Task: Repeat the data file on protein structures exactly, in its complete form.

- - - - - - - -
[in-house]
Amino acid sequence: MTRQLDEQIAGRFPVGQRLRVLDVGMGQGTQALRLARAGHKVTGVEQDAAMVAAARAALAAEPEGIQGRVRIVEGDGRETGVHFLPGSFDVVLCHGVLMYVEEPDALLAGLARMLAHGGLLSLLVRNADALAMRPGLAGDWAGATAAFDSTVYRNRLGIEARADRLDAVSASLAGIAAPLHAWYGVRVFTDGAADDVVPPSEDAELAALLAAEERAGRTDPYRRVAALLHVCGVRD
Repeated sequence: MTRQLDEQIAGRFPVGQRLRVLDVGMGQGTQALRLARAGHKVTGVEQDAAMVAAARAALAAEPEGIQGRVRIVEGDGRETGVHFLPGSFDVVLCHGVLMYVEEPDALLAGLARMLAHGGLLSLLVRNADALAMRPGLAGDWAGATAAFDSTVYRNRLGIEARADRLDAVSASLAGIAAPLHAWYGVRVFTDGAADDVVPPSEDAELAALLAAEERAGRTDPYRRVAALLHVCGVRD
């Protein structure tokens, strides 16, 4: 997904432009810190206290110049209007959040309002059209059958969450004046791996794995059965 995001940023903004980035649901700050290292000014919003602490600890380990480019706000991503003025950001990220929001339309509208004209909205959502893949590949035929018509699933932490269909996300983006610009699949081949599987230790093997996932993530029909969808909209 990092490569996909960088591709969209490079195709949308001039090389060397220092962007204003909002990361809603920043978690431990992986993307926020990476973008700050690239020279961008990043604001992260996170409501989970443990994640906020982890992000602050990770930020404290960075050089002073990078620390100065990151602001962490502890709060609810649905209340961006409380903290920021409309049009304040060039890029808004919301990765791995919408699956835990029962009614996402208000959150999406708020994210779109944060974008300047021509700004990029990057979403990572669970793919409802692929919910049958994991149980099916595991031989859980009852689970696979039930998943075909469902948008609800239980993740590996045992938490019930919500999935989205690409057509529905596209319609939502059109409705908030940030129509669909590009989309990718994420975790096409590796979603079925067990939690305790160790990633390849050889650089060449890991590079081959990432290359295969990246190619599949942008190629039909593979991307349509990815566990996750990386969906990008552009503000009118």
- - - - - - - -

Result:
[in-house]
Amino acid sequence: MTRQLDEQIAGRFPVGQRLRVLDVGMGQGTQALRLARAGHKVTGVEQDAAMVAAARAALAAEPEGIQGRVRIVEGDGRETGVHFLPGSFDVVLCHGVLMYVEEPDALLAGLARMLAHGGLLSLLVRNADALAMRPGLAGDWAGATAAFDSTVYRNRLGIEARADRLDAVSASLAGIAAPLHAWYGVRVFTDGAADDVVPPSEDAELAALLAAEERAGRTDPYRRVAALLHVCGVRD
Repeated sequence: MTRQLDEQIAGRFPVGQRLRVLDVGMGQGTQALRLARAGHKVTGVEQDAAMVAAARAALAAEPEGIQGRVRIVEGDGRETGVHFLPGSFDVVLCHGVLMYVEEPDALLAGLARMLAHGGLLSLLVRNADALAMRPGLAGDWAGATAAFDSTVYRNRLGIEARADRLDAVSASLAGIAAPLHAWYGVRVFTDGAADDVVPPSEDAELAALLAAEERAGRTDPYRRVAALLHVCGVRD
């Protein structure tokens, strides 16, 4: 997904432009810190206290110049209007959040309002059209059958969450004046791996794995059965 995001940023903004980035649901700050290292000014919003602490600890380990480019706000991503003025950001990220929001339309509208004209909205959502893949590949035929018509699933932490269909996300983006610009699949081949599987230790093997996932993530029909969808909209 990092490569996909960088591709969209490079195709949308001039090389060397220092962007204003909002990361809603920043978690431990992986993307926020990476973008700050690239020279961008990043604001992260996170409501989970443990994640906020982890992000602050990770930020404290960075050089002073990078620390100065990151602001962490502890709060609810649905209340961006409380903290920021409309049009304040060039890029808004919301990765791995919408699956835990029962009614996402208000959150999406708020994210779109944060974008300047021509700004990029990057979403990572669970793919409802692929919910049958994991149980099916595991031989859980009852689970696979039930998943075909469902948008609800239980993740590996045992938490019930919500999935989205690409057509529905596209319609939502059109409705908030940030129509669909590009989309990718994420975790096409590796979603079925067990939690305790160790990633390849050889650089060449890991590079081959990432290359295969990246190619599949942008190629039909593979991307349509990815566990996750990386969906990008552009503000009118």